Parasha Inspiration – Bamidbar

וַיְהִי֩ כָל־בְּכ֨וֹר זָכָ֜ר בְּמִסְפַּ֥ר שֵׁמֹ֛ת מִבֶּן־חֹ֥דֶשׁ וָמַ֖עְלָה לִפְקֻֽדֵיהֶ֑ם שְׁנַ֤יִם וְעֶשְׂרִים֙ אֶ֔לֶף שְׁלשָׁ֥ה וְשִׁבְעִ֖ים וּמָאתָֽיִם: וַיְדַבֵּ֥ר יְהוָֹ֖ה אֶל־משֶׁ֥ה לֵּאמֹֽר: קַ֣ח אֶת־הַֽלְוִיִּ֗ם תַּ֤חַת כָּל־בְּכוֹר֙ בִּבְנֵ֣י יִשְׂרָאֵ֔ל וְאֶת־בֶּֽהֱמַ֥ת הַֽלְוִיִּ֖ם תַּ֣חַת בְּהֶמְתָּ֑ם וְהָֽיוּ־לִ֥י הַֽלְוִיִּ֖ם אֲנִ֥י יְהוָֹֽה: וְאֵת֙ פְּדוּיֵ֣י הַשְּׁלשָׁ֔ה וְהַשִּׁבְעִ֖ים וְהַמָּאתָ֑יִם הָעֹֽדְפִים֙ עַל־הַֽלְוִיִּ֔ם מִבְּכ֖וֹר בְּנֵ֥י יִשְׂרָאֵֽל: וְלָֽקַחְתָּ֗ חֲמֵ֧שֶׁת חֲמֵ֛שֶׁת שְׁקָלִ֖ים לַגֻּלְגֹּ֑לֶת בְּשֶׁ֤קֶל הַקֹּ֨דֶשׁ֙ תִּקָּ֔ח עֶשְׂרִ֥ים גֵּרָ֖ה הַשָּֽׁקֶל: וְנָֽתַתָּ֣ה הַכֶּ֔סֶף לְאַֽהֲרֹ֖ן וּלְבָנָ֑יו פְּדוּיֵ֕י הָעֹֽדְפִ֖ים בָּהֶֽם: וַיִּקַּ֣ח משֶׁ֔ה אֵ֖ת כֶּ֣סֶף הַפִּדְי֑וֹם מֵאֵת֙ הָעֹ֣דְפִ֔ים עַ֖ל פְּדוּיֵ֥י הַֽלְוִיִּֽם: מֵאֵ֗ת בְּכ֛וֹר בְּנֵ֥י יִשְׂרָאֵ֖ל לָקַ֣ח אֶת־הַכָּ֑סֶף חֲמִשָּׁ֨ה וְשִׁשִּׁ֜ים וּשְׁל֥שׁ מֵא֛וֹת וָאֶ֖לֶף בְּשֶׁ֥קֶל הַקֹּֽדֶשׁ: וַיִּתֵּ֨ן משֶׁ֜ה אֶת־כֶּ֧סֶף הַפְּדיִּ֛ם לְאַֽהֲ֥רֹן וּלְבָנָי֖ו עַל־פִּ֣י יְהוָֹ֑ה כַּֽאֲשֶׁ֛ר צִוָּ֥ה יְהוָֹ֖ה אֶת־משֶֽׁה:

The firstborn males aged one month and upward, according to the number of names, was twenty two thousand, two hundred and seventy three. The Lord spoke to Moses, saying: Take the Levites instead of all the firstborns among the children of Israel and the Levites’ animals instead of their animals, and the Levites shall be Mine I am the Lord. As for the two hundred and seventy three of the children of Israel who required redemption, who are in excess of the Levites, you shall take five shekels per head, according to the holy shekel, by which the shekel is twenty gerahs. You shall give the money to Aaron and his sons, in redemption for the firstborns who are in excess of them. So Moses took the redemption money for those in excess of those redeemed by the Levites. He took the money from the firstborn of the children of Israel; one thousand, three hundred and sixty five of the holy shekels. Then Moses gave the money of those redeemed to Aaron and his sons, in accordance with the word of the Lord, as the Lord had commanded Moses.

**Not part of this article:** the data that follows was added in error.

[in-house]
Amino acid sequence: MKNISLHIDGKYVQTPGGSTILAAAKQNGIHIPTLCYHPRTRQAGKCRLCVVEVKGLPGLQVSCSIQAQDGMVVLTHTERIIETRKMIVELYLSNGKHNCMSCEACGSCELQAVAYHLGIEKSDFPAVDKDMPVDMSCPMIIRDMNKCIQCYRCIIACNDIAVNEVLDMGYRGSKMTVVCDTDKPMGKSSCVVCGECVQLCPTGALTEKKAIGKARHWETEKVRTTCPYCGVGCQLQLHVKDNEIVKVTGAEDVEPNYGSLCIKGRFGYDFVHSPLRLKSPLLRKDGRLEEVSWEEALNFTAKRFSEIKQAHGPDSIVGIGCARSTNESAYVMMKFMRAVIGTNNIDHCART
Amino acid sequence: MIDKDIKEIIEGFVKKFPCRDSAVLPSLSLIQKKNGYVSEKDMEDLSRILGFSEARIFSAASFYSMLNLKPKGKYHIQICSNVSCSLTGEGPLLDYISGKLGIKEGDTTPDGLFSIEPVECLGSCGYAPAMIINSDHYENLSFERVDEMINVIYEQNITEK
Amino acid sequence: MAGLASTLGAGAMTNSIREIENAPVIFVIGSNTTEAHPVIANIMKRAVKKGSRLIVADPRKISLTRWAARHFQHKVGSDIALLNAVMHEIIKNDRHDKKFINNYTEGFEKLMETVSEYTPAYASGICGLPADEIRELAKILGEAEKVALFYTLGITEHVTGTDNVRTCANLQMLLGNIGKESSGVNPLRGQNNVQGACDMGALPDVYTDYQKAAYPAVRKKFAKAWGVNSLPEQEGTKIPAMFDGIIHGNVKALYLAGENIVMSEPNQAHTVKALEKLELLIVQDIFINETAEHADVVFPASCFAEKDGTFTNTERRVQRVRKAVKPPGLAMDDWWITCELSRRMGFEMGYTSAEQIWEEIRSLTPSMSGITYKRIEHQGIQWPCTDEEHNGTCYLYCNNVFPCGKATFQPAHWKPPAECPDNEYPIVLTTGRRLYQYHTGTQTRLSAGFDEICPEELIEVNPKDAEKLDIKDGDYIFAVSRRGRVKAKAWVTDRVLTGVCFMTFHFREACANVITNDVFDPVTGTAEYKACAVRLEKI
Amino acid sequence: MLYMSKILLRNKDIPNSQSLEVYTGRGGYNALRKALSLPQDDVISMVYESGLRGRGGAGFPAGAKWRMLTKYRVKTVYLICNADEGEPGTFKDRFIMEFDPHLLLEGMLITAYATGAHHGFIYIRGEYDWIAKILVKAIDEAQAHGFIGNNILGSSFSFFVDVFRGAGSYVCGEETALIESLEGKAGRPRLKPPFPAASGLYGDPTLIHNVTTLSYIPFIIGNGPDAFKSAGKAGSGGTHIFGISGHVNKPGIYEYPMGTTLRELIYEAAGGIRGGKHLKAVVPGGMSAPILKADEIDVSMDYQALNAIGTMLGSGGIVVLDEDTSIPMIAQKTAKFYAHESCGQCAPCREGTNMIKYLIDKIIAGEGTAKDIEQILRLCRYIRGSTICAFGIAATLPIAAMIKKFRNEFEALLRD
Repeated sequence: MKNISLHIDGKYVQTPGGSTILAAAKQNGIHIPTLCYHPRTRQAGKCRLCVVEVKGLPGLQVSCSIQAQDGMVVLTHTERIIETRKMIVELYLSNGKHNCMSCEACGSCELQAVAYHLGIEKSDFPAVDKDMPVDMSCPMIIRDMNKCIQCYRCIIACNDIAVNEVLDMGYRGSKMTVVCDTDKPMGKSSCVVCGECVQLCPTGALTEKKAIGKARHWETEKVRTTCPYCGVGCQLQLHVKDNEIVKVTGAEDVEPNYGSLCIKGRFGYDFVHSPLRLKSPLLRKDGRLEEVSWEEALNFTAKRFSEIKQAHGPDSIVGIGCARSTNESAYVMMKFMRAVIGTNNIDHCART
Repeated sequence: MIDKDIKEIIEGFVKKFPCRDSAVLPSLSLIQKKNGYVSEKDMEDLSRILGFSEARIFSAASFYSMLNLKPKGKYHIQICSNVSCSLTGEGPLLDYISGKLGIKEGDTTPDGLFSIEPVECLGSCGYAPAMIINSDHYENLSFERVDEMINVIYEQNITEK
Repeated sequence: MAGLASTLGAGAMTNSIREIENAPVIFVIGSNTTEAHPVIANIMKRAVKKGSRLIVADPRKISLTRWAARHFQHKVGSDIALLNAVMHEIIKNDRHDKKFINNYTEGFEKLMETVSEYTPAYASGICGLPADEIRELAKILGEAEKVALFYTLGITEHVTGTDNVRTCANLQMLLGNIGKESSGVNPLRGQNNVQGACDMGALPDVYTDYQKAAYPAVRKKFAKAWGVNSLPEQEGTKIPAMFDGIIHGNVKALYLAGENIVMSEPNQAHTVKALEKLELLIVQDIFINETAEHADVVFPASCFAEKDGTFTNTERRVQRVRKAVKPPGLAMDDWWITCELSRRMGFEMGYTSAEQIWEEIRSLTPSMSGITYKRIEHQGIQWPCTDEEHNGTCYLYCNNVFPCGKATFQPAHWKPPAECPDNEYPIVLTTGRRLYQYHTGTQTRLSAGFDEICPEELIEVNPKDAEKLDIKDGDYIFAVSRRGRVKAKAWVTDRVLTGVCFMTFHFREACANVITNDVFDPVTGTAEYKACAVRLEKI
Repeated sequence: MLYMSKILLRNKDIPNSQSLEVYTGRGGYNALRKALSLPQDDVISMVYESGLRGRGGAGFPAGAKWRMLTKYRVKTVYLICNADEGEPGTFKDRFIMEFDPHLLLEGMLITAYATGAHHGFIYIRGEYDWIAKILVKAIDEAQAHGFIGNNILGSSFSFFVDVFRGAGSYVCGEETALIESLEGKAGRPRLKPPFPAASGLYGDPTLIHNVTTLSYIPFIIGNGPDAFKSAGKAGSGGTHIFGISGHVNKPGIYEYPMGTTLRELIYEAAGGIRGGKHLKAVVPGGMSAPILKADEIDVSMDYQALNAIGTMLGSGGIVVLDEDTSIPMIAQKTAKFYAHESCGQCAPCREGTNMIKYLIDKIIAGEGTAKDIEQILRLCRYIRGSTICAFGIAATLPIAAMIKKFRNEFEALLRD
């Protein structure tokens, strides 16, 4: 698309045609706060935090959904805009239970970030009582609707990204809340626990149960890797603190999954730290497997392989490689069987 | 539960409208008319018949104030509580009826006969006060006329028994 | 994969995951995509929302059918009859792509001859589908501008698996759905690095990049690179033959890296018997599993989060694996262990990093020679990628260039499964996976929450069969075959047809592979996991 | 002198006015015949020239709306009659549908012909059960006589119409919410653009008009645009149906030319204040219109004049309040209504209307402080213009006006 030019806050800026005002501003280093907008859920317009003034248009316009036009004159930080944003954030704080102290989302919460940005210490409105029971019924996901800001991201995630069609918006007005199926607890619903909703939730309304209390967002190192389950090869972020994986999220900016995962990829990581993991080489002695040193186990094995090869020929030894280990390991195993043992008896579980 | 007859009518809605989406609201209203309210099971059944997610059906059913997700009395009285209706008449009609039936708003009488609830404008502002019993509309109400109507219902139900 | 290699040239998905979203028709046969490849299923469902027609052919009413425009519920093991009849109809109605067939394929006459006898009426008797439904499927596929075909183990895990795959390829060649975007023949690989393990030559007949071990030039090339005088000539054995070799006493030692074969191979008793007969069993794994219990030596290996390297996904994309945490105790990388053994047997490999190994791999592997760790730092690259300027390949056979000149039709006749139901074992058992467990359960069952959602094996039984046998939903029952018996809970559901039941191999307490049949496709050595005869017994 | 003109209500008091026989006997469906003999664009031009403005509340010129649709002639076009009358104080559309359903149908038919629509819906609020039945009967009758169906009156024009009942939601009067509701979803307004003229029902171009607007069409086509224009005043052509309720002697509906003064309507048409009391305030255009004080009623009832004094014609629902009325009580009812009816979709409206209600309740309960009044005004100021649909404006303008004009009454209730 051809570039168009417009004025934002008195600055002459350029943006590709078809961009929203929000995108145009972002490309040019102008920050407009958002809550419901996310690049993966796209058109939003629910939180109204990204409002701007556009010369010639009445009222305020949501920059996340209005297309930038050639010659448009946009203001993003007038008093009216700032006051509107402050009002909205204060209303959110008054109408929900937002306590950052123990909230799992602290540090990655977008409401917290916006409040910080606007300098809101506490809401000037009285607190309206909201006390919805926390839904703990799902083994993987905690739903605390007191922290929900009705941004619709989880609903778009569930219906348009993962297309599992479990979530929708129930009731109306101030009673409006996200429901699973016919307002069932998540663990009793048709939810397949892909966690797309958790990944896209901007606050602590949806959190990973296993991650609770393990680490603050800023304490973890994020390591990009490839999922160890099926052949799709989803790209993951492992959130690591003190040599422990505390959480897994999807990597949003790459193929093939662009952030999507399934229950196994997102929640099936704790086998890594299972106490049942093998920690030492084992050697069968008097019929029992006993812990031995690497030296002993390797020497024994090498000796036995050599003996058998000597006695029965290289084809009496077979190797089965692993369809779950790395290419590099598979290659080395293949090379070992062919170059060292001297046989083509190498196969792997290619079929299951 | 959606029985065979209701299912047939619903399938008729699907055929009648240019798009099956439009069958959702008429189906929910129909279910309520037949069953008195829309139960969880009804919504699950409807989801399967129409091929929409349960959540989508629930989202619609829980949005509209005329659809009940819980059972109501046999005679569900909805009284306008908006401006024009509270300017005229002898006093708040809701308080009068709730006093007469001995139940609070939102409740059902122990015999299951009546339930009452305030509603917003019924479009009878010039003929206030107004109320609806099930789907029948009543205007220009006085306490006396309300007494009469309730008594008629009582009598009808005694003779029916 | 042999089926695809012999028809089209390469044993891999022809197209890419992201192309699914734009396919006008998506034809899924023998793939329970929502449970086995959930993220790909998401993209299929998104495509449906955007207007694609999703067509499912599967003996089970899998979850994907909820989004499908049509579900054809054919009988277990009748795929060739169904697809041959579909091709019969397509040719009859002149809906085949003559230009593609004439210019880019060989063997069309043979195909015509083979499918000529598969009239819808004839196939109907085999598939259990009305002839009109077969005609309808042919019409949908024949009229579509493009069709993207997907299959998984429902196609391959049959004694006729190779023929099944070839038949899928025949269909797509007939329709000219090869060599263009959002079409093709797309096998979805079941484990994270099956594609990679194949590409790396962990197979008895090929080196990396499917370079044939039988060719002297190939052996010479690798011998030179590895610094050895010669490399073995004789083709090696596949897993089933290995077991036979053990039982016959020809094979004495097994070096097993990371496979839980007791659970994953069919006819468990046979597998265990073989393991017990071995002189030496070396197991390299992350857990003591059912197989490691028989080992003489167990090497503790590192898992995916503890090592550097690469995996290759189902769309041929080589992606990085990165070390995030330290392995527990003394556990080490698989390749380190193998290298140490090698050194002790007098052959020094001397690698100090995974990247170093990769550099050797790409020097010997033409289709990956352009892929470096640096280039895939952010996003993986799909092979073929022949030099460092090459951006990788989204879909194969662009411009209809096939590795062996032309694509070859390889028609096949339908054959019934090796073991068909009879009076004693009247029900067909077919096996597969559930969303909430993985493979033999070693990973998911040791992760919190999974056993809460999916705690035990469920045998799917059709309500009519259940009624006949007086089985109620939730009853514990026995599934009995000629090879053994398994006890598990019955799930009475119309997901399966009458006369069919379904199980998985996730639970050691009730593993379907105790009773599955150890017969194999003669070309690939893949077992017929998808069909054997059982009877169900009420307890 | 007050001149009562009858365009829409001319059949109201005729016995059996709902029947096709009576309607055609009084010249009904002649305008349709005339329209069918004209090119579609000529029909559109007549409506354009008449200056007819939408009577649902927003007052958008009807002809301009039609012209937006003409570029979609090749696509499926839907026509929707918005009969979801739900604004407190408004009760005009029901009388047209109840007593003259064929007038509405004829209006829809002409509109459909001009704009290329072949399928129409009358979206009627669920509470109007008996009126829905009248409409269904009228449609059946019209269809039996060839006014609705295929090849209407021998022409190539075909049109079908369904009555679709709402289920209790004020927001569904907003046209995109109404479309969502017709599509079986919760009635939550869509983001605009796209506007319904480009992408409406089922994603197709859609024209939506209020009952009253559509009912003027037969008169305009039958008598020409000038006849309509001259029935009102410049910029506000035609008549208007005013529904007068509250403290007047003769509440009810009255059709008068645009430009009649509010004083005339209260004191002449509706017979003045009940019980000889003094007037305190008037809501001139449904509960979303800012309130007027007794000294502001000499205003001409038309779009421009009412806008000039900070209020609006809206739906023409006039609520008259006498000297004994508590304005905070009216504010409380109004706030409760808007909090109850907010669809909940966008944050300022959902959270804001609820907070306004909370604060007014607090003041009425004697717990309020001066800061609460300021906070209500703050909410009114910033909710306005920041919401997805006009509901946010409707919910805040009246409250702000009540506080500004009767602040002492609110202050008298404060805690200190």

Numbers 3:43-51

This week’s Torah portion begins the book of Numbers. The numbers of men eligible for active military service are counted, and the organization of the children of Israel in their encampment is laid out. Another important event is discussed, the children of Levi are separated as being special for Hashem in place of the firstborn.

Hashem notes that there are not the same number of firstborn as there are Levites. There are 273 more firstborn than there are Levites. So, all the firstborn may be replaced by the Levites, one for one, except there are 273 firstborn that retain dedicated to Hashem because there is no Levite to replace them. These firstborn, then, are still dedicated to Hashem. Something must be done.

After the replacement, if the replacement is complete, Hashem will be losing 273 firstborn that are dedicated to him, there are no Levites to replace them. So a redemption must take place, an exchange of value to compensate Hashem for the loss of the 273 firstborn. The cost of the redemption is five shekels per person, which is the price Joseph’s brothers received when they sold into slavery.

This is a redemption. An exchange of value that must occur to ensure that an equitable transaction has been completed. Hashem is given shekels for each firstborn that is not replaced by a Levite. The compensation is given to Hashem through the instrument of the Kohayn. To this day, all the firstborn sons of Israel are redeemed through the payment of five shekels to a Kohayn. This ceremony is called Pidyon HaBen.

This lesson in Torah outlines the difference in meaning between redemption and salvation. For a redemption, there must be an exchange of value. A salvation, a rescue, is freely given by the mercy and grace of the rescuer. There is no exchange of value to compensate the party who is diminished by the release of the one being saved. A redemption requires that the one being diminished is compensated by an exchange of value.

Yeshua is both Savior and Redeemer, however, these terms are not synonymous. They mean very different things. As our Savior, Hashem grants our liberation through Yeshua by grace alone; by his ineffable mercy. As our Redeemer, Yeshua gives his life as the greatest Tzadik, in exchange for the merit of Israel to be sufficient. These are two very different roles. Shabbat shalom.

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Rabbi Steven Bernstein

Steve was born on Lag B’Omer in Ann Arbor, MI but was raised in Gainesville, FL. The son of two University of Florida professors, he excelled in the sciences in school. In addition to his normal academic studies, he pursued his Jewish education studying with many Rabbis and professors of Judaic Studies from the University including visiting Rabbis such as Abraham Joshua Heschel and Shlomo Carlebach.